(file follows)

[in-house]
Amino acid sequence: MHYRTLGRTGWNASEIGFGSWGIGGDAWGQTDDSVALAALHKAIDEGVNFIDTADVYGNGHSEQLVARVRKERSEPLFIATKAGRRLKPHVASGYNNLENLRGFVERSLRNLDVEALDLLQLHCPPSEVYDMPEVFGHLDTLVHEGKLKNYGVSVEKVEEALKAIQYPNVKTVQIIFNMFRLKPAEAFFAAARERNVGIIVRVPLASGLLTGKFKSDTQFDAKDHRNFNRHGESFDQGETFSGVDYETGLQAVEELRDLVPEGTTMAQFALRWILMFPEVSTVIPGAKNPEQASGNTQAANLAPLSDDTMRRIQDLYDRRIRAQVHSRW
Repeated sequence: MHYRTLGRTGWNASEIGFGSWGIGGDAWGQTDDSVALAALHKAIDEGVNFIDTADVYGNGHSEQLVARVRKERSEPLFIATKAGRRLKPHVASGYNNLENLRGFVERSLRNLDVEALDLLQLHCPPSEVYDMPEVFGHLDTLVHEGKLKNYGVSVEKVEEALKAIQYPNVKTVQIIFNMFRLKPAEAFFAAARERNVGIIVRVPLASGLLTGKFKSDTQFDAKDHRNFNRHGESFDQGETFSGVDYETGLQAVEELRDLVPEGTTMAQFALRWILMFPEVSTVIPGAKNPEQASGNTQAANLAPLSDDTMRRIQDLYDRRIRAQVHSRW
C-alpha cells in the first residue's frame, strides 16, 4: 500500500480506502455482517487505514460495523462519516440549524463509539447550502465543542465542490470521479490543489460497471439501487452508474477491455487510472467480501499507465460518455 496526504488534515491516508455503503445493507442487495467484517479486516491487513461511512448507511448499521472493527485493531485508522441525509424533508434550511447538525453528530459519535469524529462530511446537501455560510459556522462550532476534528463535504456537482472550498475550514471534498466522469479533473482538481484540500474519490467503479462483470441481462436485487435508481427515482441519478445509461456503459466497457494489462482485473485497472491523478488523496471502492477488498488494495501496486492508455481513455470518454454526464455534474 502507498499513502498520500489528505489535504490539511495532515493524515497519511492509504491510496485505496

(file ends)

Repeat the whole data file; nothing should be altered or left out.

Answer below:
[in-house]
Amino acid sequence: MHYRTLGRTGWNASEIGFGSWGIGGDAWGQTDDSVALAALHKAIDEGVNFIDTADVYGNGHSEQLVARVRKERSEPLFIATKAGRRLKPHVASGYNNLENLRGFVERSLRNLDVEALDLLQLHCPPSEVYDMPEVFGHLDTLVHEGKLKNYGVSVEKVEEALKAIQYPNVKTVQIIFNMFRLKPAEAFFAAARERNVGIIVRVPLASGLLTGKFKSDTQFDAKDHRNFNRHGESFDQGETFSGVDYETGLQAVEELRDLVPEGTTMAQFALRWILMFPEVSTVIPGAKNPEQASGNTQAANLAPLSDDTMRRIQDLYDRRIRAQVHSRW
Repeated sequence: MHYRTLGRTGWNASEIGFGSWGIGGDAWGQTDDSVALAALHKAIDEGVNFIDTADVYGNGHSEQLVARVRKERSEPLFIATKAGRRLKPHVASGYNNLENLRGFVERSLRNLDVEALDLLQLHCPPSEVYDMPEVFGHLDTLVHEGKLKNYGVSVEKVEEALKAIQYPNVKTVQIIFNMFRLKPAEAFFAAARERNVGIIVRVPLASGLLTGKFKSDTQFDAKDHRNFNRHGESFDQGETFSGVDYETGLQAVEELRDLVPEGTTMAQFALRWILMFPEVSTVIPGAKNPEQASGNTQAANLAPLSDDTMRRIQDLYDRRIRAQVHSRW
C-alpha cells in the first residue's frame, strides 16, 4: 500500500480506502455482517487505514460495523462519516440549524463509539447550502465543542465542490470521479490543489460497471439501487452508474477491455487510472467480501499507465460518455 496526504488534515491516508455503503445493507442487495467484517479486516491487513461511512448507511448499521472493527485493531485508522441525509424533508434550511447538525453528530459519535469524529462530511446537501455560510459556522462550532476534528463535504456537482472550498475550514471534498466522469479533473482538481484540500474519490467503479462483470441481462436485487435508481427515482441519478445509461456503459466497457494489462482485473485497472491523478488523496471502492477488498488494495501496486492508455481513455470518454454526464455534474 502507498499513502498520500489528505489535504490539511495532515493524515497519511492509504491510496485505496